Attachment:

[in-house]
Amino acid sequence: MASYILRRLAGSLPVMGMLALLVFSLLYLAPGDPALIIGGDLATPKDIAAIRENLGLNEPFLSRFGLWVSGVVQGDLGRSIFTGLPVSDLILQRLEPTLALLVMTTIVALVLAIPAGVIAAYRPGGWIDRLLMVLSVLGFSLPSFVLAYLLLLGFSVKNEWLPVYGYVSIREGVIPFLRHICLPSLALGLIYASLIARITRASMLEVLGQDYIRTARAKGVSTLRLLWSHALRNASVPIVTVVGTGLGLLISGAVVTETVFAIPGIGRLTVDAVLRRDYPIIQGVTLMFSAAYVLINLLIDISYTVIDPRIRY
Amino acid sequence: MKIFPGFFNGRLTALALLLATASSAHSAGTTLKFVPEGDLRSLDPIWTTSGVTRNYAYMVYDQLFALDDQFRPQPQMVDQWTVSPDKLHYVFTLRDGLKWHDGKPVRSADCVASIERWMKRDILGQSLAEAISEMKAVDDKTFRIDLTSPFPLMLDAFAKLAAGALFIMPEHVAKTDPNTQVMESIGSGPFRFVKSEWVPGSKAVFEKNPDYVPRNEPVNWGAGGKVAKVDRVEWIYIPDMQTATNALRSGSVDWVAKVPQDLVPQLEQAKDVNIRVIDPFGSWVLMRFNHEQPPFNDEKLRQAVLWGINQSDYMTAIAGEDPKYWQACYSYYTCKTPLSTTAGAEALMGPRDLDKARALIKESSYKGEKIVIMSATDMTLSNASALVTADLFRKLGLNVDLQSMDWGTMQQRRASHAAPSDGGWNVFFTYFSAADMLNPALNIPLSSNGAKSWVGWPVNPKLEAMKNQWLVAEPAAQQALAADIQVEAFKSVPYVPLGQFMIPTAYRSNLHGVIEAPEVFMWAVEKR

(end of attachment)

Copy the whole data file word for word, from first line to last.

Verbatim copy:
[in-house]
Amino acid sequence: MASYILRRLAGSLPVMGMLALLVFSLLYLAPGDPALIIGGDLATPKDIAAIRENLGLNEPFLSRFGLWVSGVVQGDLGRSIFTGLPVSDLILQRLEPTLALLVMTTIVALVLAIPAGVIAAYRPGGWIDRLLMVLSVLGFSLPSFVLAYLLLLGFSVKNEWLPVYGYVSIREGVIPFLRHICLPSLALGLIYASLIARITRASMLEVLGQDYIRTARAKGVSTLRLLWSHALRNASVPIVTVVGTGLGLLISGAVVTETVFAIPGIGRLTVDAVLRRDYPIIQGVTLMFSAAYVLINLLIDISYTVIDPRIRY
Amino acid sequence: MKIFPGFFNGRLTALALLLATASSAHSAGTTLKFVPEGDLRSLDPIWTTSGVTRNYAYMVYDQLFALDDQFRPQPQMVDQWTVSPDKLHYVFTLRDGLKWHDGKPVRSADCVASIERWMKRDILGQSLAEAISEMKAVDDKTFRIDLTSPFPLMLDAFAKLAAGALFIMPEHVAKTDPNTQVMESIGSGPFRFVKSEWVPGSKAVFEKNPDYVPRNEPVNWGAGGKVAKVDRVEWIYIPDMQTATNALRSGSVDWVAKVPQDLVPQLEQAKDVNIRVIDPFGSWVLMRFNHEQPPFNDEKLRQAVLWGINQSDYMTAIAGEDPKYWQACYSYYTCKTPLSTTAGAEALMGPRDLDKARALIKESSYKGEKIVIMSATDMTLSNASALVTADLFRKLGLNVDLQSMDWGTMQQRRASHAAPSDGGWNVFFTYFSAADMLNPALNIPLSSNGAKSWVGWPVNPKLEAMKNQWLVAEPAAQQALAADIQVEAFKSVPYVPLGQFMIPTAYRSNLHGVIEAPEVFMWAVEKR